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On Sunday, I took the JLPT exam (Japanese Language Proficiency Test) here in Tokyo. The JLPT has several levels ranging from N5 (the least difficult) to N1 (the most difficult). Having recently passed N3 in July, I decided to give N2 a try this time round! N2 is generally considered the minimum level required to live and work in a Japanese environment without major problems. Improving my Japanese will help me in all aspects of my life (as long as I remain in Japan) and so it only make sense to spend the time to study properly. I think I sat this a bit prematurely, but it gave me a concrete target to aim for and has helped to guide my study in the past few months. Pass or fail, I am happy some progress was made!

In Japan, you can take the exam up to twice a year. You apply for a particular level a few months in advance, paying a nominal fee (5500 yen). The test location seems to be decided based on your address – I was assigned to Tokyo City University – Setagaya campus. The test site was 15 minutes walk from the nearest train station. I was worried the place might be hard to find, but there were many, many other people (1000s?) also sitting the exam, and we formed a long line from the station all the way up to the test site. The other candidates seemed to be predominately Asian (Chinese, Vietnamese), but there were also people from many other countries too. Everyone seemed to be in their early 20s, and judging from a few overheard conversations, mostly university students.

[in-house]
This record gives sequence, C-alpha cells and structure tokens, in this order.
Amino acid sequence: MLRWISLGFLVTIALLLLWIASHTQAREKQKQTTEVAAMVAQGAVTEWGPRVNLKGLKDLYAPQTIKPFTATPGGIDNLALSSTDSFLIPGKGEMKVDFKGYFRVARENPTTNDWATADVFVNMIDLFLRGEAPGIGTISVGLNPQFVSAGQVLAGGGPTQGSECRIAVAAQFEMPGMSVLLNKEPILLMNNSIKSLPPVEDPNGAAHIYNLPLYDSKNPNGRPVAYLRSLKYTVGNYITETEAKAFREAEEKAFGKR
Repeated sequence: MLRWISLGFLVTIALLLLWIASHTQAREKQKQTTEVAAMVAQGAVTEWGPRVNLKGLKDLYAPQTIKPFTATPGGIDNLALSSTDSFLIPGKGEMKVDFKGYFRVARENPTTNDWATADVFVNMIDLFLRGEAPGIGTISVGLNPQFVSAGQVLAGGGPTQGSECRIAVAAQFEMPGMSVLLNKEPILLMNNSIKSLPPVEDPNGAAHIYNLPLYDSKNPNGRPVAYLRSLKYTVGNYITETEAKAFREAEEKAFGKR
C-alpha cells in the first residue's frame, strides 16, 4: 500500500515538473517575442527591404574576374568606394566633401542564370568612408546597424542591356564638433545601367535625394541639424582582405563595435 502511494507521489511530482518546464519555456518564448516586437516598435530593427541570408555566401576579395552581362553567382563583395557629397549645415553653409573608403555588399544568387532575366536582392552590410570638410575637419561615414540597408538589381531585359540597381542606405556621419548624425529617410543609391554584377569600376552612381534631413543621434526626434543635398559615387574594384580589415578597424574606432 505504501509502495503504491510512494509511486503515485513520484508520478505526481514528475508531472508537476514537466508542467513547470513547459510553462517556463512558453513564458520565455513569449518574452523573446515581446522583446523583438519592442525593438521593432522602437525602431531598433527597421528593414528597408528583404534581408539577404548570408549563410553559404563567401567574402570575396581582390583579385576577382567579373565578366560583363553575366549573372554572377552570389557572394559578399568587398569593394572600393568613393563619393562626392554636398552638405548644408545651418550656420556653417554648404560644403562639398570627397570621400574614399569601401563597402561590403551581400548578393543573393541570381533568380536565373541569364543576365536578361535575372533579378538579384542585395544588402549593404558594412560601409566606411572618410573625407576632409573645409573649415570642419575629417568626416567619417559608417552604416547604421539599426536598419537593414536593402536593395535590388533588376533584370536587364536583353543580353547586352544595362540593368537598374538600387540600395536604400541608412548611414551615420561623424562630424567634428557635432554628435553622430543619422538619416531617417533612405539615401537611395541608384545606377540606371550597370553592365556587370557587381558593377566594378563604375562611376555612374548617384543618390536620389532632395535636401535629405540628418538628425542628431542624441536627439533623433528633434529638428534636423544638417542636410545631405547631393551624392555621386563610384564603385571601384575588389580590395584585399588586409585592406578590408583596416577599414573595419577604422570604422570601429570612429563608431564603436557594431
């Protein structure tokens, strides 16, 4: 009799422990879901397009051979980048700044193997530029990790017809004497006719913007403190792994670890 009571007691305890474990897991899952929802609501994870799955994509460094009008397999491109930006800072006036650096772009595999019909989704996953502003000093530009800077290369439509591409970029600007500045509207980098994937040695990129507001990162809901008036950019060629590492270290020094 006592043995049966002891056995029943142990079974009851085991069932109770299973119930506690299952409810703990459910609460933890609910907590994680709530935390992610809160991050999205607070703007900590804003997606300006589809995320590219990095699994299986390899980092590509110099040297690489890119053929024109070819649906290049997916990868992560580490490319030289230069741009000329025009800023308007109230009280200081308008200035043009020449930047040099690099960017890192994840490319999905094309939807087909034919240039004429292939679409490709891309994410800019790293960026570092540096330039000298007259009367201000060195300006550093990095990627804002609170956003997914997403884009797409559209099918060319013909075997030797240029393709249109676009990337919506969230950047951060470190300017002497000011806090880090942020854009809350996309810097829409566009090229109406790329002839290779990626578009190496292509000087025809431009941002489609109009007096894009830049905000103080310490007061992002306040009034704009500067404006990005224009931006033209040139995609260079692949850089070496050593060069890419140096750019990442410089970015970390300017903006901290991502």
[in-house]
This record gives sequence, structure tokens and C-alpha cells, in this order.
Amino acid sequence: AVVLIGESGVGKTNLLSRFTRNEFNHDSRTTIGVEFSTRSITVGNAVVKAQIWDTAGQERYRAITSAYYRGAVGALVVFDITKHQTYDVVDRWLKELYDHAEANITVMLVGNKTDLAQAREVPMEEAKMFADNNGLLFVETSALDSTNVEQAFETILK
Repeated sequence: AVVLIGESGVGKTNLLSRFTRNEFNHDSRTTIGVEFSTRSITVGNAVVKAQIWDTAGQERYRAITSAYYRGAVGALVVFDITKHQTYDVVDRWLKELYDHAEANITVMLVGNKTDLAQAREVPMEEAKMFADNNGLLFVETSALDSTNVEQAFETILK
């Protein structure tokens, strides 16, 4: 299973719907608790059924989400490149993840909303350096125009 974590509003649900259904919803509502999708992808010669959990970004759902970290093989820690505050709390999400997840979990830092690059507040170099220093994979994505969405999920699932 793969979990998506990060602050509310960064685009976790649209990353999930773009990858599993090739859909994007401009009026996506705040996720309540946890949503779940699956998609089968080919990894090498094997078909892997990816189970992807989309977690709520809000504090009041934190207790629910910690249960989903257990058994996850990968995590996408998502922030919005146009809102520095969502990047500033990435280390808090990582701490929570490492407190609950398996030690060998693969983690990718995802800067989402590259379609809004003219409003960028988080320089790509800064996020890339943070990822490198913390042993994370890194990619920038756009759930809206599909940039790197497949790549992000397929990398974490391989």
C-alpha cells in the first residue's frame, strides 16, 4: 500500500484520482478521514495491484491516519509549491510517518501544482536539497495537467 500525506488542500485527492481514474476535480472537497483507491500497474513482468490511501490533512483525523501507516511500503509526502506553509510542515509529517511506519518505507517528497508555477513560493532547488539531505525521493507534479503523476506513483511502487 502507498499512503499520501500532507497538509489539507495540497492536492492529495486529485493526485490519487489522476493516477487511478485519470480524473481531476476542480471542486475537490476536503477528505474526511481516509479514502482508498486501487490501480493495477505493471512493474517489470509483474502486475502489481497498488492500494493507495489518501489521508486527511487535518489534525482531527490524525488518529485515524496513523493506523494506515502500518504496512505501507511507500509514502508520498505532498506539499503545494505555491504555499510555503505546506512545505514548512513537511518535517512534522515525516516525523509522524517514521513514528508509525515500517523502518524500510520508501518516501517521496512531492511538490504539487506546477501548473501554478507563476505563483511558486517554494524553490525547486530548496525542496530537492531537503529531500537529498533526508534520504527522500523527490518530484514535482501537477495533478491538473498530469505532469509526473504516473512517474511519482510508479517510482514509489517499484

There were several exam rooms across several buildings, with each room having about 100 students. They were extremely strict on what was allowed and not allowed on your desk – in particular, several people were told off for having erasers still inside their cases. All of the instructions from the examiners were in Japanese, but they generally stuck to set phrases and used simple language. It was interesting to see how well (and not well) my fellow students could understand the oral instructions!

The N2 exam is broken into two sections, ‘Language Knowledge’ (vocabulary, grammar, reading) and listening. The first section, including prep time, was about 2 hours, while the second lasted about 1 hour. There was a generous break (about 30 minutes) in-between. Time management was a bit of a problem on the language knowledge section, but I managed to make it to half-way through the last question before time ran out. There were quite a few words I didn’t recognize in the vocab section, and it took me more than a while to read the long passages in the reading section, but grammar went reasonably well. I was feeling mentally drained going into the listening section, but had no choice but to keep as focused as I could throughout. Most questions and key points are only mentioned once, and so a brief slip in concentration could spell disaster. I made many notes whilst listening, but still missed a few things when it came to answering the questions. If the audio was played twice, this would be be the easiest section of the exam by far. But the extreme level of concentration required (along with being generally tired after the language knowledge section) keeps this somewhat challenging.

The results will be announced in early February 2014(!), so I have quite a while to go before I find out how well I did. I will keep studying in the meantime – hopefully 1 year from now I will be in a position to confidently sit JLPT N1! Time to ramp up my study for 2014!

Category: Japanese | Tags: , , ,